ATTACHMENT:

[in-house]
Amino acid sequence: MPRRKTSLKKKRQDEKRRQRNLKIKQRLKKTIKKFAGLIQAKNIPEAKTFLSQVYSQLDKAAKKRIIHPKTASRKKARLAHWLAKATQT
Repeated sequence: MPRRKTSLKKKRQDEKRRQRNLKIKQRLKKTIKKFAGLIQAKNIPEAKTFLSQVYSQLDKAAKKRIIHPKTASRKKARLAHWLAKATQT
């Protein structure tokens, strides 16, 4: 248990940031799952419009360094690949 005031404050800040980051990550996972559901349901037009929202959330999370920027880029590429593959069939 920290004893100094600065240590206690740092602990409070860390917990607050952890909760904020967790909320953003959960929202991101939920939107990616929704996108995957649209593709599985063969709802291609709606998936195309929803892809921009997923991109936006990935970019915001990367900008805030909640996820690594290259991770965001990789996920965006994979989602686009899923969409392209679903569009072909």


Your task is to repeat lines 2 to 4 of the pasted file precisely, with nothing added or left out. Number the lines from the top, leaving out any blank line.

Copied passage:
Amino acid sequence: MPRRKTSLKKKRQDEKRRQRNLKIKQRLKKTIKKFAGLIQAKNIPEAKTFLSQVYSQLDKAAKKRIIHPKTASRKKARLAHWLAKATQT
Repeated sequence: MPRRKTSLKKKRQDEKRRQRNLKIKQRLKKTIKKFAGLIQAKNIPEAKTFLSQVYSQLDKAAKKRIIHPKTASRKKARLAHWLAKATQT
């Protein structure tokens, strides 16, 4: 248990940031799952419009360094690949 005031404050800040980051990550996972559901349901037009929202959330999370920027880029590429593959069939 920290004893100094600065240590206690740092602990409070860390917990607050952890909760904020967790909320953003959960929202991101939920939107990616929704996108995957649209593709599985063969709802291609709606998936195309929803892809921009997923991109936006990935970019915001990367900008805030909640996820690594290259991770965001990789996920965006994979989602686009899923969409392209679903569009072909």